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March 20, 2012 > Ohlone Humane Society: Celebrating Life

Ohlone Humane Society: Celebrating Life

By Nancy Lyon

In a couple of weeks people around the world of the Christian faith will be celebrating Easter, the resurrection of Jesus Christ from the dead following his death on Good Friday. It symbolizes rebirth and shares the time with the vernal equinox, historically a time venerated by early pagans who celebrated the arrival of spring and the awaking of life.

While Easter heralds the resurrection of Christ, the word Easter was derived from a Saxon goddess known as Oestre or Eastre, and in Germany as Ostara, who represented spring and dawn and the coming of the light arising from the east. She represented the bringing forth of new life both human and animal and the flowering of plants. The hare known for its noteworthy ability to produce offspring was her sacred animal, an animal whose roots in pre-13th century pagan tradition was destined to eventually become the fabled Easter Bunny.

In pagan tradition, eggs and fluffy newborn chicks were a representation of new growth. And it is told that brightly colored eggs, chicks, and bunnies were all used at festival time to express appreciation for Ostara's gift of abundance. They were later incorporated into the celebration of Easter, separately from the Christian tradition of honoring the day Jesus Christ rose from the dead.

While there may be no real correlation in the history of Easter between the secular symbols and the Christian holiday, the Christian and pagan have been gracefully woven together; each reminding us of the cycle of rebirth and the need for renewal.

While there is no clear connection between a rabbit being associated with the death and resurrection of Jesus Christ, the Easter Bunny is perhaps the biggest commercial symbol of Easter. Some believe rabbits were another connection with pagan belief associated with Eastre, the goddess of spring and fertility, because of their especially high reproduction rate.

The animals that have been brought into this as symbols of human belief do not always fare well. Today at Easter they are often given as gifts to amuse children and often do not represent an image of veneration as a remembrance of the renewal of life.

Tradition and belief aside, these innocent, temporarily fluffy and adorable little animals very soon become a larger problem. They have special dietary needs and behavioral issues, and their care, if they are to survive, will fall to the adults in the family.

They rapidly grow into extremely messy adult chickens and rabbits that can deposit sizeable amounts of droppings that soon turn into a constant need for cleaning to prevent insects and odor from becoming a home and neighborhood issue.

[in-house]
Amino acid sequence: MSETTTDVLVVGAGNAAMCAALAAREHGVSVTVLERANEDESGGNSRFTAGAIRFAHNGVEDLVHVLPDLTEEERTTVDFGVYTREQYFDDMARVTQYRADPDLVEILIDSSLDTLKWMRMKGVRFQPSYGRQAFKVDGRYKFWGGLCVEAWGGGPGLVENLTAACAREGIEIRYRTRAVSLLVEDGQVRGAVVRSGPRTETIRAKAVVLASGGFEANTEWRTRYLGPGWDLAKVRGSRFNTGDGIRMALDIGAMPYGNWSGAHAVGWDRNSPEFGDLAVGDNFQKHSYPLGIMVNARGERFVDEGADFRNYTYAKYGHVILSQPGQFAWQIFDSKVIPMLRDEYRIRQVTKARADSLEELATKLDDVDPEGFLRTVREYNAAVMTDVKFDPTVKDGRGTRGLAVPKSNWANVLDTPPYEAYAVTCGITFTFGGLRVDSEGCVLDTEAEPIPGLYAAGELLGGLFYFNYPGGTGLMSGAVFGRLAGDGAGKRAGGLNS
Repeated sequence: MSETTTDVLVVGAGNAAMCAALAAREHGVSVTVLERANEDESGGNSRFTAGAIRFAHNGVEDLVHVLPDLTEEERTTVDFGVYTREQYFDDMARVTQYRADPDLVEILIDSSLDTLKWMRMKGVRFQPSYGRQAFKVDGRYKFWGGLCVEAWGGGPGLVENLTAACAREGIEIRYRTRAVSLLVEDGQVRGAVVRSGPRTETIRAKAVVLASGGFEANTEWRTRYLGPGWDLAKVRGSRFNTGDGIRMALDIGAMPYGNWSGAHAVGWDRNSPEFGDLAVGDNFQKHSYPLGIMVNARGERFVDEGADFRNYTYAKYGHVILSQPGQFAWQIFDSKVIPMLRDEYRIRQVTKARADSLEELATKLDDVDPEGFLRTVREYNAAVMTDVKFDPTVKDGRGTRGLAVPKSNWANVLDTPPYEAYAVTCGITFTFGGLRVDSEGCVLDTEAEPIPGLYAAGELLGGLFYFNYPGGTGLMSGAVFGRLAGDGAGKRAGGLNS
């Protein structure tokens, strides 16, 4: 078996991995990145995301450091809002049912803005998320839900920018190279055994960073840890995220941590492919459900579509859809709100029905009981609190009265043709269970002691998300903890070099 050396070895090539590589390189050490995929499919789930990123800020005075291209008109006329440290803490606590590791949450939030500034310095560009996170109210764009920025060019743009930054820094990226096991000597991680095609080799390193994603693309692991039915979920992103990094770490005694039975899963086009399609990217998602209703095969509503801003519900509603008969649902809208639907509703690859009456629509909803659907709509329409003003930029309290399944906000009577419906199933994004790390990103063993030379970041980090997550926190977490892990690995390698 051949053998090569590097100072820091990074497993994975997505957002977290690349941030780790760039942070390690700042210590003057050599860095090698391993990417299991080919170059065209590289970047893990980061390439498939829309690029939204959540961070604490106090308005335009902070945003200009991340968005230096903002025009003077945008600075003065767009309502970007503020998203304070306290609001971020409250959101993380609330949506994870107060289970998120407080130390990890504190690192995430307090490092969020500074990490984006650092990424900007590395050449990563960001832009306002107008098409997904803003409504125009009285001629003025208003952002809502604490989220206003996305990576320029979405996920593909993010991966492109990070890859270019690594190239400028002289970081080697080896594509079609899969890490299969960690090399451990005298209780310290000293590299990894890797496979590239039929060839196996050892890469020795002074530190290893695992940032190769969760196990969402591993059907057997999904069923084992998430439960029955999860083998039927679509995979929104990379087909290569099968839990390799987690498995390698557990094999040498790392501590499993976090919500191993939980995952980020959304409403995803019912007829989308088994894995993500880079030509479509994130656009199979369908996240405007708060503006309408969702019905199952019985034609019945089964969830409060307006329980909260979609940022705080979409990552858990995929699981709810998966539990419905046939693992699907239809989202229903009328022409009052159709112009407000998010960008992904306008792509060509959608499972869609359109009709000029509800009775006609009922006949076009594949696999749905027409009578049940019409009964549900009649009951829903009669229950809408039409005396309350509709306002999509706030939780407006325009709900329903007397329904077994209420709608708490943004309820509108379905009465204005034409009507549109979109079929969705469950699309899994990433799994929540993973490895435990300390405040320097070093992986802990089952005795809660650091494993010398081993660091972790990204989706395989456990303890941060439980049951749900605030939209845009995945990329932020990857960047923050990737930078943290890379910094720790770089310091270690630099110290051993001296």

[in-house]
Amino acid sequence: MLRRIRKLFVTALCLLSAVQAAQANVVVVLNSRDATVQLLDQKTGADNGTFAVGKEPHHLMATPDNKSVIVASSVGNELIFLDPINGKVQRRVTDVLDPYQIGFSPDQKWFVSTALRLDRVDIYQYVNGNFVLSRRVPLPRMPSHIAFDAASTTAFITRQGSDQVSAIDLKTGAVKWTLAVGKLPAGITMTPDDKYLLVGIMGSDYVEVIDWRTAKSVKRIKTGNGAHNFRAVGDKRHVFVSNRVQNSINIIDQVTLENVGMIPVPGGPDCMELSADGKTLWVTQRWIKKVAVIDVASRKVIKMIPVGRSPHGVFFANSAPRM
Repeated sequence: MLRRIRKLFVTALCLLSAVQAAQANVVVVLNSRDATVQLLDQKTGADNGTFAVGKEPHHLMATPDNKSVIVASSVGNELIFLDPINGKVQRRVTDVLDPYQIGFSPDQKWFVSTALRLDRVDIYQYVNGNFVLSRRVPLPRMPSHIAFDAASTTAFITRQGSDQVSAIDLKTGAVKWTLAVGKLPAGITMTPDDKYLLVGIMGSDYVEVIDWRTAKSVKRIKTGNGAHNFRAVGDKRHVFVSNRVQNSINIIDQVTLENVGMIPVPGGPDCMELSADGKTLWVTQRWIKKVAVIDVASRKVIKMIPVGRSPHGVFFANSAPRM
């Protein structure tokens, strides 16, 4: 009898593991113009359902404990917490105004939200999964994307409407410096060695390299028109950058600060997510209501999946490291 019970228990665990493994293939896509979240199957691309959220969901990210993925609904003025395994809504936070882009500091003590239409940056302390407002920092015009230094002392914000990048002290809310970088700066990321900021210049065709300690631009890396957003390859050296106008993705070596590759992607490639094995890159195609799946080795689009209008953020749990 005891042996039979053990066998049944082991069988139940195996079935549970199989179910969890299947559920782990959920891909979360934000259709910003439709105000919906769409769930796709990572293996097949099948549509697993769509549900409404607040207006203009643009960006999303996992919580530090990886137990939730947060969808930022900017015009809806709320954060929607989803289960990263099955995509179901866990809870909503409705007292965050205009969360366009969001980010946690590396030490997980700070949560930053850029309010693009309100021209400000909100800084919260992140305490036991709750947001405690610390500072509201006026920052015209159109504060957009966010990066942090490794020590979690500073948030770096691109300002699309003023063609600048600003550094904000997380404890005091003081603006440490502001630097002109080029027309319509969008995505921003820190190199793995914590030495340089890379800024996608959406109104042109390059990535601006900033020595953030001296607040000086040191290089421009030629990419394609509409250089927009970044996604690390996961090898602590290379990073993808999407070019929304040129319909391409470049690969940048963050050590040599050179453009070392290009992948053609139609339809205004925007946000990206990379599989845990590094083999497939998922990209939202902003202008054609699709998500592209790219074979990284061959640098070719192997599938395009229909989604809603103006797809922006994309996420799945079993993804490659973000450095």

Baby chicks and ducklings can also present a serious health risk to small children. These young birds are often the carriers of dangerous bacteria called salmonella and each spring some children given very young chicks and ducklings as an Easter gift will fall ill from handling them. Children can be exposed by simply holding, cuddling or kissing them.

According to the Humane Society of the United States (HSUS), anticipating an increase of demand for young birds at Easter, hatcheries increase the hatching, especially of chicks, for the commercial market. Shipping large numbers of these animals at one time increases the stress upon the chicks and ducklings and makes them more prone to disease. This in turn increases the chance of salmonella being transmitted to both children and adults.

HSUS also warns that baby chicks and ducklings are fragile creatures that can be unintentionally injured or killed from mishandling. Not only does the animal suffer but children are traumatized by the death of a beloved pet.

The House Rabbit Society, an international nonprofit organization, warns against giving rabbits as gifts at Easter. The Richmond based Bay Area HRS strongly urges parents not to buy their children live "Easter bunnies" unless they are willing to make a 10-year commitment to properly care for the animals. Each year, thousands of baby rabbits, chicks, and ducks are purchased as Easter gifts only to be abandoned or left at shelters in the days, weeks and months that follow Easter.

HRS says that many of the rabbits purchased as Easter pets will never live to see their first birthday. Some will die from neglect, while others will be abandoned in local parks or left at animal shelters. Rabbits are fragile, ground-loving creatures that break easily when dropped. Additionally, rabbits are easily frightened by loud noises. It is unreasonable to expect a small child to make a 10-year commitment to taking care of a rabbit. All too often, the child loses interest, and the rabbit ends up neglected or abandoned.

Domestic rabbits abandoned to the wild no longer have the ability to survive in those circumstances and soon die or become easy targets for predators of all species.

Does this mean families with children should never have pet rabbits? "Not at all!" says the HRS. "But what it does mean is that parents must be actively involved on a daily basis, and willing to supervise any interactions between rabbits and children. Otherwise, chocolate is the way to go!"

The Ohlone Humane Society joins HSUS and the HRS in asking people to refrain from acquiring live chicks, ducklings and rabbits as Easter gifts this holiday season. Young, adorable animals mature quickly into adults and need daily care for the rest of their lives. Instead of live animals as gifts, consider giving children a plush toy or a chocolate rabbit. Celebrate the renewal of life in a humane and compassionate manner that truly represents the holiday.

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